Hollywood Women Oppose Amnesty International’s Plea For Decriminalized Sex Work

In the long debate over the legalization of prostitution and sex work, Amnesty International wants to decriminalize the buying and selling of sex between consenting adults. And yet Amnesty International — the world’s leading human rights organization — has now received 400 signatures worth of criticism for this decision including from some of the biggest celebrities in the world.

Amnesty International’s proposal to decriminalize sex work between consenting adults “is based on the human rights principle that consensual sexual conduct between adults — which excludes acts that involve coercion, deception, threats, or violence — is entitled to protection from state interference.”

Prostitution, or sex work, is widely dubbed as one of the world’s oldest professions but yet the profession itself is not legal. In states like Nevada, brothels used for sex work are legal but other types of pimping and prostitution are not. In the U.S. alone, between 70,000 and 80,000 sex workers are arrested each year costing taxpayers roughly $200 million. If sex work was legalized and regulated between consenting adults, those numbers would undoubtedly greatly decrease.  Even in Canada and the U.S. laws against sex workers are keeping marginalized communities poor, homeless and in jail.

Also, Amnesty International wants to protect sex workers with this policy:

“This policy is also based on principles of harm reduction: on balance, the available evidence indicates that the criminalisation of sex work is more likely than not to reinforce discrimination against those who engage in these activities, to increase the likelihood that they will be subjected to harassment and violence, including ill-treatment at the hands of police, and to lead to the denial of due process and the exclusion from public benefits such as health services, housing, education, and immigration status.”

Amnesty International, sex workers

The organization claims to still be against people, especially children under the age of 18, being forced into human trafficking but their policy is solely based on two consenting adults exchanging money for goods and services — just like any other business.

Once folks got wind of Amnesty International’s proposed policy, the organization received a letter featuring over 400 signatures including Meryl Streep, Anne Hathaway, Lisa Kudrow and Angela Bassett. The letter states that although these individuals agree that women “being bought and sold in the sex trade must not be criminalized in any jurisdiction,” they also believe that Amnesty’s policy will turn brothel owners, pimps and john into legitimate “businessmen.”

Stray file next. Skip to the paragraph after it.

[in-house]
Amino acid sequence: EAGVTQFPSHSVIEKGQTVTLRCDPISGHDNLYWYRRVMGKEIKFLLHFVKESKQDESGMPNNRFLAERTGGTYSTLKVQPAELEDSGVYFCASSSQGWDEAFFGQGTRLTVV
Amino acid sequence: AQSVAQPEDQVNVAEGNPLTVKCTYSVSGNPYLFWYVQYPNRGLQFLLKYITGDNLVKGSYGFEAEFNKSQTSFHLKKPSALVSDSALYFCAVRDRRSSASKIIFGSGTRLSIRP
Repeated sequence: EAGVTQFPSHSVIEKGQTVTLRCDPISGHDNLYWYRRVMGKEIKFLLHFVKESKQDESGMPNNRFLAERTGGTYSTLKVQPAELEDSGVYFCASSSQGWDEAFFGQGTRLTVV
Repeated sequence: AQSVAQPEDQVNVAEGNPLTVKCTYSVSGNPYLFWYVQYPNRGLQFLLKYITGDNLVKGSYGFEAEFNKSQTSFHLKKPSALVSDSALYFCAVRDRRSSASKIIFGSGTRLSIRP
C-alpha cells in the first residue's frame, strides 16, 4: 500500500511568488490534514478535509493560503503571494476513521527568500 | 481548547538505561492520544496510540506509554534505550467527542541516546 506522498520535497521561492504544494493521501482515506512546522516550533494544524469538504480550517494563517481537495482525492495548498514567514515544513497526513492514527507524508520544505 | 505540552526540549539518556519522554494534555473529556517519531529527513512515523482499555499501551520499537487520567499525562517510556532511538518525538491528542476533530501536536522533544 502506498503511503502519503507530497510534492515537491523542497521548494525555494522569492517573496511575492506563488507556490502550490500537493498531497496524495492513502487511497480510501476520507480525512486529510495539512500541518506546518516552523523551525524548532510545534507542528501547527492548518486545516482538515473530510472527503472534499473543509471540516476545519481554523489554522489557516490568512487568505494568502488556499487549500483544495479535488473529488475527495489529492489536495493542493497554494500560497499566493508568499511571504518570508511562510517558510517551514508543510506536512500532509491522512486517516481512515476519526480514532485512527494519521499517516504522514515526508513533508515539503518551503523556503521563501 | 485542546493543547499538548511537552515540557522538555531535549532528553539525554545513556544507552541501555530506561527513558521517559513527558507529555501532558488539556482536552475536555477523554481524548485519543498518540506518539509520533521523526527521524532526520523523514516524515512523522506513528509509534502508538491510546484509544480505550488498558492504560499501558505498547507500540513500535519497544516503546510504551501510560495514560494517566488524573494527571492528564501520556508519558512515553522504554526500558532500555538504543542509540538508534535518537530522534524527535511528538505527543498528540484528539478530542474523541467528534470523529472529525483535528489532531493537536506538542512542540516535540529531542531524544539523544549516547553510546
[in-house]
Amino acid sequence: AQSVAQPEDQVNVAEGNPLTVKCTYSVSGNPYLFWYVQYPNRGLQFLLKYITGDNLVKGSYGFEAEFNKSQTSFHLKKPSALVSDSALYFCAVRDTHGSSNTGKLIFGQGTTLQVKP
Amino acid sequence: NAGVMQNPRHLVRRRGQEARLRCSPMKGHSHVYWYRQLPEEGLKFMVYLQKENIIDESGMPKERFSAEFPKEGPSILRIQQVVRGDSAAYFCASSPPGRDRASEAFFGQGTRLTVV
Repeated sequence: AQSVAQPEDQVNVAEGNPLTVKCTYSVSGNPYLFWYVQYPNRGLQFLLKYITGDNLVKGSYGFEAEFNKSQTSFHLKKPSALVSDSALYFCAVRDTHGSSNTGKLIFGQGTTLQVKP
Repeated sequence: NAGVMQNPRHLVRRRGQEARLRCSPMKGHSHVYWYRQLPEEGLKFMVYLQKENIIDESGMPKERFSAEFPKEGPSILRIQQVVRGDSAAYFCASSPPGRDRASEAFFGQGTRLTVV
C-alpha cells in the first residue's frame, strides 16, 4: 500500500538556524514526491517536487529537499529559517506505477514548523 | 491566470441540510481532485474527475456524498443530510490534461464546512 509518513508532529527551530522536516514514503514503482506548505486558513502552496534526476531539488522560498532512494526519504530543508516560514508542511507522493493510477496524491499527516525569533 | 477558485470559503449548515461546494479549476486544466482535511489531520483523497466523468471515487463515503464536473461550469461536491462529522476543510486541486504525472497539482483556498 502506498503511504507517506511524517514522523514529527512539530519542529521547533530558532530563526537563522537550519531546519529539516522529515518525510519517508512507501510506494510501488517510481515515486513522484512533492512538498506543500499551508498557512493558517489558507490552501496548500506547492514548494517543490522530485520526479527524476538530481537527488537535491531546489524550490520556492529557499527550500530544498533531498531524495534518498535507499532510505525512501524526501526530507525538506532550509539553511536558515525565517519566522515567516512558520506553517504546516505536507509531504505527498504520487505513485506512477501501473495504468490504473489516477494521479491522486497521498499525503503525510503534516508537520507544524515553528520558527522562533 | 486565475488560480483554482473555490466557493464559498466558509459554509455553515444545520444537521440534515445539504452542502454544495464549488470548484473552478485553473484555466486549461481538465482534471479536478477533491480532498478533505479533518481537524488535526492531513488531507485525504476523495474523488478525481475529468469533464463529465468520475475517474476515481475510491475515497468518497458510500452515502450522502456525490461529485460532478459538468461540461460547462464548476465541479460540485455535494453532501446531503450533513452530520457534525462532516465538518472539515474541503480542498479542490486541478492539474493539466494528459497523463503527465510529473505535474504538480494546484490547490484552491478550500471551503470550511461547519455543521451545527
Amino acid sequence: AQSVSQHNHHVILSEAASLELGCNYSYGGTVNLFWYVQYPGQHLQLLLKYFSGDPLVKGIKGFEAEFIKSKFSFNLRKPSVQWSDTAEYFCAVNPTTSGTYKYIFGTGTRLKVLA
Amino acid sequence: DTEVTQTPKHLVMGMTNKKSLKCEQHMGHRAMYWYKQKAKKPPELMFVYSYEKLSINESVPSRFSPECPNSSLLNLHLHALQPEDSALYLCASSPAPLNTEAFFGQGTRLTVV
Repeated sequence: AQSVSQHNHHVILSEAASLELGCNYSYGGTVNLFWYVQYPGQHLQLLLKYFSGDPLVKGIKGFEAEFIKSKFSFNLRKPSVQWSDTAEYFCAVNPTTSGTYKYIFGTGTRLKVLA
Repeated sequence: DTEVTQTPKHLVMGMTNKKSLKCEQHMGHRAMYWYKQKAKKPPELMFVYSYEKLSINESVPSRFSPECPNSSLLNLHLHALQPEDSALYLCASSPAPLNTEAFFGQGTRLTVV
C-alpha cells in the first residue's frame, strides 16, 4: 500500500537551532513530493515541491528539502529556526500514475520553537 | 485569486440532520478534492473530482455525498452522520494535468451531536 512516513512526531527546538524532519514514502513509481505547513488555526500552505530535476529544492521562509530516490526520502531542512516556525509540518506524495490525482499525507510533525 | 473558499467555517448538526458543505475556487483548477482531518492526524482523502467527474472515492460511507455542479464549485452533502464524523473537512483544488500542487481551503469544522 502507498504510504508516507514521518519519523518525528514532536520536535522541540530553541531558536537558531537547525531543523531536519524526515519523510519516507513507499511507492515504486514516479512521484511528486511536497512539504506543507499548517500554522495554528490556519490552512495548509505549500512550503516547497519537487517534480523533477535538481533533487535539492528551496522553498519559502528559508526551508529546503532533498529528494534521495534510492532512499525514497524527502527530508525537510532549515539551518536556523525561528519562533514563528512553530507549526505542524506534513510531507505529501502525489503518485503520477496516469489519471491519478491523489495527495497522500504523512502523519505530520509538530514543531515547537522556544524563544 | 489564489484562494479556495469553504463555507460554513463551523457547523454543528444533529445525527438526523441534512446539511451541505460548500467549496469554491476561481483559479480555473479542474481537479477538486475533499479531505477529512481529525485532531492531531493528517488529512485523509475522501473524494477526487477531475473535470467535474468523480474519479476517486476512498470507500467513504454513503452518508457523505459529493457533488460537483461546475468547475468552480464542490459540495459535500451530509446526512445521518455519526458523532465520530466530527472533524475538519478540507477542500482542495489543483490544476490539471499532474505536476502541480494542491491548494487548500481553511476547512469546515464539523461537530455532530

The letter goes on to say that Germany’s deregulation of prostitution in 2002 resulted in more sex-trafficking and violence against female sex-workers, not less:

For instance, the 2002 German deregulation law spawned countrywide brothel chains that offer “Friday-night specials” for men who have license to purchase women for sexual acts that include acts of torture… Last year, leading trauma experts in Germany petitioned their government to repeal the 2002 law, underlining the extensive psychological harm that serial, unwanted sexual invasion and violence, which are among the hallmarks of prostitution, inflicts on women… Additionally, reports indicate that the Netherlands has also seen an exponential increase in sex trafficking that is directly linked to that government’s decriminalization of the sex industry in 2000.

Among the 400 signers are “survivors” of the sex trade. The letter does not offer a way forward but merely criticizes Amnesty’s policy.

Amnesty International’s proposed policy is all about a choice. If two consenting adults choose to engage in sex for the exchange of money, similar to the multi-billion dollar porn industry, the consenting adults, especially the sex worker, should not be criminalized for doing so. The policy will be addressed at Amnesty International’s international council meeting in Dublin Ireland in August.

While you consider your own feelings on sex work, play this well-known ditty by The Police singing about a sex worker named Roxanne:

(featured image via Michel G)